Last summer, long before candidate Jenny Durkan admitted that the last live music show she'd seen was The Eagles, a well-funded political action committee had come to the conclusion that it would be good for Durkan to reach out to this city's music lovers.
So the group, "People for Jenny Durkan," dropped $15,000 on an ad promoting Durkan on the music streaming service Pandora. Here's the ad, which came with a guitar lick that Stranger music writer Dave Segal describes as "a distant, sterilized echo of grunge."
Pandora is headquartered in Oakland with an office here in Seattle, and it tells potential advertisers that it's able to observe "over 1 billion data points every day" on its platform. The company uses all that data to "ensure our partners are engaging with the most relevant, high-value audiences."
It's all a reminder that targeted digital advertising is a major money-maker for companies beyond Facebook and Google.
Pandora brags that "whether you want to reach fitness-driven moms in Atlanta or mobile Gen Z in Sioux Falls, Pandora’s targeting platform allows us to zero in on your audience." And it's not just the Durkan PAC that's been taking the company up on its offers. Two other local candidates, Scott Lindsay and Sara Nelson, targeted users of Pandora with election ads in 2017. So did the Trump campaign in 2016, according to The Cambridge Analytica Files.
So it's worth knowing: Which local audience, exactly, was "People for Jenny Durkan" trying to zero in on with this Pandora ad during last year's mayoral primary?
What winning Pandora playlists was this ad pressed up against? What "mobile Gen Z" types or reliably-voting Eagles fans were targeted to hear it?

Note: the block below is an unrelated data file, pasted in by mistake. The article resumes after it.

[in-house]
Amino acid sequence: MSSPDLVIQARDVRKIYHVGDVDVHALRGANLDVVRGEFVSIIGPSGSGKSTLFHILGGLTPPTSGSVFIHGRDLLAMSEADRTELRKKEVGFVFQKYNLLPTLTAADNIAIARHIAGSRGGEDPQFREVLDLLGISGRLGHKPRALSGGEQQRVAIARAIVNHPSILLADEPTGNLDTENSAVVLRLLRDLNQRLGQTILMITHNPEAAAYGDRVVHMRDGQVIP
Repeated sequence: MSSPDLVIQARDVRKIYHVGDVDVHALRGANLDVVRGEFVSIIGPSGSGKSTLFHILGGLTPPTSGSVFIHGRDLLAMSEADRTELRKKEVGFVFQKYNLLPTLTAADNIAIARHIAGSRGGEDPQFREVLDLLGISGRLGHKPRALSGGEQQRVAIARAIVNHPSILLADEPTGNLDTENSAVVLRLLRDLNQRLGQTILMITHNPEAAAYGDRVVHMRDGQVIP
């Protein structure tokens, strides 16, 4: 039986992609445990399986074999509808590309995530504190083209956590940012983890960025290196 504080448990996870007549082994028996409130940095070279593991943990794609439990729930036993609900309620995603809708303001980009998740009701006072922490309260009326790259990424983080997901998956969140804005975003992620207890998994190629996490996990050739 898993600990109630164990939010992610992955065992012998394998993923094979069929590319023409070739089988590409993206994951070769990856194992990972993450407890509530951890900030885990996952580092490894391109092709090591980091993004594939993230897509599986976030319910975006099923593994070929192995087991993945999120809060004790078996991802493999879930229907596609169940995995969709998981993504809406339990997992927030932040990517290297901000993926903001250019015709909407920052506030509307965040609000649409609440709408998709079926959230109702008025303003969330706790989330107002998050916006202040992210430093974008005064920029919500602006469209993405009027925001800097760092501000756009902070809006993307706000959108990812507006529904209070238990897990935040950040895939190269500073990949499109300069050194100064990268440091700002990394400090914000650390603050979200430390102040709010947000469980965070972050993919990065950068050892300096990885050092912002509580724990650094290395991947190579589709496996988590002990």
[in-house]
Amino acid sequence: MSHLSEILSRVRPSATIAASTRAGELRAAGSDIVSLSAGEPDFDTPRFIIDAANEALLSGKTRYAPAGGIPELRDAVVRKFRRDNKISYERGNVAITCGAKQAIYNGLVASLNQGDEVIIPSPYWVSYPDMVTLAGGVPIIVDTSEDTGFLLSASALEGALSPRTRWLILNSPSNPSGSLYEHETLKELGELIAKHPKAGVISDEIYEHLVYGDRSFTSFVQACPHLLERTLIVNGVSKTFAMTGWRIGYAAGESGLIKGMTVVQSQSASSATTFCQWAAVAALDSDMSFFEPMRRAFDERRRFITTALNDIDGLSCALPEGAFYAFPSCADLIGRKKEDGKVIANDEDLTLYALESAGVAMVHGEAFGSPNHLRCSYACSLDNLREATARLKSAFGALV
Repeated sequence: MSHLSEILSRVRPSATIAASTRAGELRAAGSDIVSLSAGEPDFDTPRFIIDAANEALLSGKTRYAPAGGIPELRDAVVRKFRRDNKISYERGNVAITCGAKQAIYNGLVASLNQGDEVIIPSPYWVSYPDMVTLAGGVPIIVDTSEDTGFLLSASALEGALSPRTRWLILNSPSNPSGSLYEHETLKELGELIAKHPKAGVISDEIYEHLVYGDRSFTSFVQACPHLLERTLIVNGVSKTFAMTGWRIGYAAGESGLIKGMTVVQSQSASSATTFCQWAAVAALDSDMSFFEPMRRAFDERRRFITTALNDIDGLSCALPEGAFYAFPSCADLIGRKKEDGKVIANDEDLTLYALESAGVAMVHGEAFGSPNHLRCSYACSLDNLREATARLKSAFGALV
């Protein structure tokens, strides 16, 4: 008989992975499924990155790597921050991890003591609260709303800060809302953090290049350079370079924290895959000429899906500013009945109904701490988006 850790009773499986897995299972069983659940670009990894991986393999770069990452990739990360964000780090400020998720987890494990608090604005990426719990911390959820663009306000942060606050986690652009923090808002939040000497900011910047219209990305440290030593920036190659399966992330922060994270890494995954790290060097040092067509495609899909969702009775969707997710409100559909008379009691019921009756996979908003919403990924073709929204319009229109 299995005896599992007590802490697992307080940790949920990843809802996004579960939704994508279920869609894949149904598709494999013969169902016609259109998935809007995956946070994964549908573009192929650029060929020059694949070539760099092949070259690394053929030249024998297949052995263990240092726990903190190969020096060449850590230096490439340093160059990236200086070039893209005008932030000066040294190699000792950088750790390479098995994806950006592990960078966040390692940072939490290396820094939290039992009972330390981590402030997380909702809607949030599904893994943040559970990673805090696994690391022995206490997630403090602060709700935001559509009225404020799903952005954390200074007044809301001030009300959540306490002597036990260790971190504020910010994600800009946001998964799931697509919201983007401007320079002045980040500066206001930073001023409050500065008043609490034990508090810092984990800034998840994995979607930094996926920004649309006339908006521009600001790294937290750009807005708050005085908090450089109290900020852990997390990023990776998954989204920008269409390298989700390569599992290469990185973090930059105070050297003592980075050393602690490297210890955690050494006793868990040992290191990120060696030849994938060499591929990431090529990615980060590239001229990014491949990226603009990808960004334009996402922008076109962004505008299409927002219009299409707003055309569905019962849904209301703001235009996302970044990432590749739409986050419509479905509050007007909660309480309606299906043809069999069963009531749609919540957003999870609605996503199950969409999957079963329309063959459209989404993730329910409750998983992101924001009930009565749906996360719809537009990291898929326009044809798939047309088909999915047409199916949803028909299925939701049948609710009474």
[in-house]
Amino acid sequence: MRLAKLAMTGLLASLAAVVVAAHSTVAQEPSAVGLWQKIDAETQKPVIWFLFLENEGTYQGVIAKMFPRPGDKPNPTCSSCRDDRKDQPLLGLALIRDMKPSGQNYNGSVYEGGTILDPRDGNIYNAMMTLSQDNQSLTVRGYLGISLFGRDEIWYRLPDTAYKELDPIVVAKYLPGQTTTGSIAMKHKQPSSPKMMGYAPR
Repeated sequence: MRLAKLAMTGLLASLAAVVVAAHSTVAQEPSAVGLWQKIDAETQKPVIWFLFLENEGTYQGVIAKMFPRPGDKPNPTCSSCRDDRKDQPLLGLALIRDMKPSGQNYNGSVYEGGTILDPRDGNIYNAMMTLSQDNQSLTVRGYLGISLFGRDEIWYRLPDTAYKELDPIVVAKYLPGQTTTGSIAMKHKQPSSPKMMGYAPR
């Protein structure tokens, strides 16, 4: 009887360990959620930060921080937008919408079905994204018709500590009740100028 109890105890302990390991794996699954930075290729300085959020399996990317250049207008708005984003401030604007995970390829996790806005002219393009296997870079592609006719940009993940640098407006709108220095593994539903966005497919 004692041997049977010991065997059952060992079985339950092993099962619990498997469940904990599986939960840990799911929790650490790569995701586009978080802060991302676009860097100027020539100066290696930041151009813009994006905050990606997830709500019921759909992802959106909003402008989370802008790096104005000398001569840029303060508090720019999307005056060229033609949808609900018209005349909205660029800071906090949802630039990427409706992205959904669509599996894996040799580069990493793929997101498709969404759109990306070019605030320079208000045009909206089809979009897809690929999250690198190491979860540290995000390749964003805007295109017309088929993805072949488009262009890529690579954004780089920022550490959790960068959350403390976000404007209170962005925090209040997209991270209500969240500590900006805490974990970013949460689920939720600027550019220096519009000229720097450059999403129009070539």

The story of how I've tried, and so fair failed, to get this relatively minor bit of information begins months ago, on December 19, 2017, when I showed up at Pandora's Seattle office with a copy of a unique Seattle law.
That law says companies like Pandora have to disclose, upon request, "the exact nature and extent" of the political advertising services they've offered when it comes to Seattle elections. So I buzzed Pandora's Pioneer Square offices and...
...after explaining myself, was not let inside.
A very nice receptionist came down and promised to pass along a letter I'd brought with me, as well as a copy of the Seattle law. To make sure my request reached the right eyes, the next day I e-mailed Pandora's spokespeople.
Months of very slow negotiation ensued, during which Pandora consistently declined to give me more than this (.PDF), which arrived in my in-box in late December. It's a very basic summary of who spent what on Pandora ads targeting Seattle's 2017 municipal elections.
Granted, that's more than Facebook or Google released in December or January in response to identical requests I'd made at their local offices—requests that were made well before I showed up at Pandora's Seattle office.
Still, it was hard to see how Pandora's initial disclosure revealed "the exact nature and extent" of all ads it sold targeting Seattle's 2017 elections.
The group "People for Jenny Durkan" wasn't any help, either. It hasn't responded to any of my e-mail and phone requests over the last two months. (But Sandeep Kaushik, a consultant for Mayor Durkan, did clarify, shortly after this story went up, that the Eagles concert occurred "literally three days" before Durkan admitted The Eagles had been her last live show—a fact not mentioned in previous Stranger reporting.)